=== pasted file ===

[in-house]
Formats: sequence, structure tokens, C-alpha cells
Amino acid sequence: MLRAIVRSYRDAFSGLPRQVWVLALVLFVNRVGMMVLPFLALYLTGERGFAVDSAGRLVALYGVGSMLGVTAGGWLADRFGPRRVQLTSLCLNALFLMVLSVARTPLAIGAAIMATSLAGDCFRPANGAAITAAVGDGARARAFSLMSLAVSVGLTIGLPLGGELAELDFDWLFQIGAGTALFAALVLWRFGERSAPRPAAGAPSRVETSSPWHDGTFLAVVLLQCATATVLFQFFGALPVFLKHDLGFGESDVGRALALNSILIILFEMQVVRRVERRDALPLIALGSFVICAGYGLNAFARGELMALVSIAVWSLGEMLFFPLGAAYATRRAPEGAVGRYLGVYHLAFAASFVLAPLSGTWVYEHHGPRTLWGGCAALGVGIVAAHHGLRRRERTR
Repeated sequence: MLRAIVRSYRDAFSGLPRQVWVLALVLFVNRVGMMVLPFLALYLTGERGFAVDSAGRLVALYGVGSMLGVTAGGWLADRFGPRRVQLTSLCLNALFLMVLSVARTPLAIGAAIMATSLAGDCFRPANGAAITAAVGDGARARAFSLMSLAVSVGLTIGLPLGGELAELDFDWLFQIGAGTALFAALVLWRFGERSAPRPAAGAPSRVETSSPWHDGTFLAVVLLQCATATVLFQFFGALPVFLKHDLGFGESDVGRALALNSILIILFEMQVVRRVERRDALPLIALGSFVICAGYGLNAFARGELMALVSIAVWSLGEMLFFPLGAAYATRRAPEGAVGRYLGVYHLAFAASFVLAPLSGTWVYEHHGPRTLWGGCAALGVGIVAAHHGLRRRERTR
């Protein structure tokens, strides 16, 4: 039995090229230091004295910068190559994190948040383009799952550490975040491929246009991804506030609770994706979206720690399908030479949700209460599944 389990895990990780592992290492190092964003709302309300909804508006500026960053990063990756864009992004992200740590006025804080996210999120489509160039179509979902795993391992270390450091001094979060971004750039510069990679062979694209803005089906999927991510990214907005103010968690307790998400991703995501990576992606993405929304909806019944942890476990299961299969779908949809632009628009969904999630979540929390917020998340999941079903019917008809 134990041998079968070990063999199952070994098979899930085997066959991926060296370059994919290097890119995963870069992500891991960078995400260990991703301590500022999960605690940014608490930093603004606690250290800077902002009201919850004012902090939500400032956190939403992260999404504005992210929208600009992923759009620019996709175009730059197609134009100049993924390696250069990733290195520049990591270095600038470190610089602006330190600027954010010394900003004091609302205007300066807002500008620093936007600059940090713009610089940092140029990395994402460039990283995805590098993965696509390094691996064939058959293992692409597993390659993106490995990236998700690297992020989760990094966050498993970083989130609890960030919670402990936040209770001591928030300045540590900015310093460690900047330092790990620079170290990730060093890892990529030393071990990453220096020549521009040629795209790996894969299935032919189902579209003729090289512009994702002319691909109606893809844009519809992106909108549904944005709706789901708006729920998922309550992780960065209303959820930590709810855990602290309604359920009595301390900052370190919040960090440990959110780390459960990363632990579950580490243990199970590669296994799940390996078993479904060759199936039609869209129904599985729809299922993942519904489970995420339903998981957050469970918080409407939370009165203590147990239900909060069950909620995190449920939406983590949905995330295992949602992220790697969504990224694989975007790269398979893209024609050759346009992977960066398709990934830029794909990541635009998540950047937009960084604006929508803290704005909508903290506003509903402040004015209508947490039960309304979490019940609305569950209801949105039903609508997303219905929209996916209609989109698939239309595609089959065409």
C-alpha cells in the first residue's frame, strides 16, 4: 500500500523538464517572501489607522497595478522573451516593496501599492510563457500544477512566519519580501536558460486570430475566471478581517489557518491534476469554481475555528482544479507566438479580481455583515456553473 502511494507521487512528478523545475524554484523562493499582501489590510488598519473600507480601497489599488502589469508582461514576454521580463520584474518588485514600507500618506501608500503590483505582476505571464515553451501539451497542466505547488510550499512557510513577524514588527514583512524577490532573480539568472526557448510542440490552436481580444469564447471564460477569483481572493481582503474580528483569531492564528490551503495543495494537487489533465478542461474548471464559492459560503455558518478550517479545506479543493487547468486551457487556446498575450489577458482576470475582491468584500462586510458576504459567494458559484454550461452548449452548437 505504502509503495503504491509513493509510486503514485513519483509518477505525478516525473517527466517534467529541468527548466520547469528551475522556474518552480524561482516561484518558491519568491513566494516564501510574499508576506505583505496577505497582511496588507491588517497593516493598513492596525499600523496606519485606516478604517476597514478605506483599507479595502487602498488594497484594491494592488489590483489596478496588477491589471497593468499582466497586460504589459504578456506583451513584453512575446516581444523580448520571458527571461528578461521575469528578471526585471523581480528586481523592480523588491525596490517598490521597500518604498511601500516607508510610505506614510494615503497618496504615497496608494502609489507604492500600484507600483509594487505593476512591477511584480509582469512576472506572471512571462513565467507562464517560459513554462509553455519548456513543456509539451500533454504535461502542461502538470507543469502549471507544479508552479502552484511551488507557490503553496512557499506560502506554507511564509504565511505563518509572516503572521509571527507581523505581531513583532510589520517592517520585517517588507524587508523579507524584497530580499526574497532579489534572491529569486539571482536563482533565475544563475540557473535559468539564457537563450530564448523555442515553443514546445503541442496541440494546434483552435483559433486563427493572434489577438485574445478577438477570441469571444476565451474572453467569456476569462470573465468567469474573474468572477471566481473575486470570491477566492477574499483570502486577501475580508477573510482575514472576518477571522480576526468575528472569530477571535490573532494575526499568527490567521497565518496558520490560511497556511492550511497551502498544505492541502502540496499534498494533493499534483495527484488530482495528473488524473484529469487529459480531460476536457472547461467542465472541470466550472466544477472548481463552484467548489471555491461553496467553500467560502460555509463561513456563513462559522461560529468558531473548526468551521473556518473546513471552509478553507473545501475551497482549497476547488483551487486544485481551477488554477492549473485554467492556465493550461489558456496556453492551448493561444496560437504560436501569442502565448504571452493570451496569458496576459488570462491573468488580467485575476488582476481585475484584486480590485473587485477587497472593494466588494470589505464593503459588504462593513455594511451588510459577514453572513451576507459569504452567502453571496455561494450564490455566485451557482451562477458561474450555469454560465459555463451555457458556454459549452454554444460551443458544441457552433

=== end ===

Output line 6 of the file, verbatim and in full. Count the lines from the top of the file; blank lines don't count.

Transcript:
C-alpha cells in the first residue's frame, strides 16, 4: 500500500523538464517572501489607522497595478522573451516593496501599492510563457500544477512566519519580501536558460486570430475566471478581517489557518491534476469554481475555528482544479507566438479580481455583515456553473 502511494507521487512528478523545475524554484523562493499582501489590510488598519473600507480601497489599488502589469508582461514576454521580463520584474518588485514600507500618506501608500503590483505582476505571464515553451501539451497542466505547488510550499512557510513577524514588527514583512524577490532573480539568472526557448510542440490552436481580444469564447471564460477569483481572493481582503474580528483569531492564528490551503495543495494537487489533465478542461474548471464559492459560503455558518478550517479545506479543493487547468486551457487556446498575450489577458482576470475582491468584500462586510458576504459567494458559484454550461452548449452548437 505504502509503495503504491509513493509510486503514485513519483509518477505525478516525473517527466517534467529541468527548466520547469528551475522556474518552480524561482516561484518558491519568491513566494516564501510574499508576506505583505496577505497582511496588507491588517497593516493598513492596525499600523496606519485606516478604517476597514478605506483599507479595502487602498488594497484594491494592488489590483489596478496588477491589471497593468499582466497586460504589459504578456506583451513584453512575446516581444523580448520571458527571461528578461521575469528578471526585471523581480528586481523592480523588491525596490517598490521597500518604498511601500516607508510610505506614510494615503497618496504615497496608494502609489507604492500600484507600483509594487505593476512591477511584480509582469512576472506572471512571462513565467507562464517560459513554462509553455519548456513543456509539451500533454504535461502542461502538470507543469502549471507544479508552479502552484511551488507557490503553496512557499506560502506554507511564509504565511505563518509572516503572521509571527507581523505581531513583532510589520517592517520585517517588507524587508523579507524584497530580499526574497532579489534572491529569486539571482536563482533565475544563475540557473535559468539564457537563450530564448523555442515553443514546445503541442496541440494546434483552435483559433486563427493572434489577438485574445478577438477570441469571444476565451474572453467569456476569462470573465468567469474573474468572477471566481473575486470570491477566492477574499483570502486577501475580508477573510482575514472576518477571522480576526468575528472569530477571535490573532494575526499568527490567521497565518496558520490560511497556511492550511497551502498544505492541502502540496499534498494533493499534483495527484488530482495528473488524473484529469487529459480531460476536457472547461467542465472541470466550472466544477472548481463552484467548489471555491461553496467553500467560502460555509463561513456563513462559522461560529468558531473548526468551521473556518473546513471552509478553507473545501475551497482549497476547488483551487486544485481551477488554477492549473485554467492556465493550461489558456496556453492551448493561444496560437504560436501569442502565448504571452493570451496569458496576459488570462491573468488580467485575476488582476481585475484584486480590485473587485477587497472593494466588494470589505464593503459588504462593513455594511451588510459577514453572513451576507459569504452567502453571496455561494450564490455566485451557482451562477458561474450555469454560465459555463451555457458556454459549452454554444460551443458544441457552433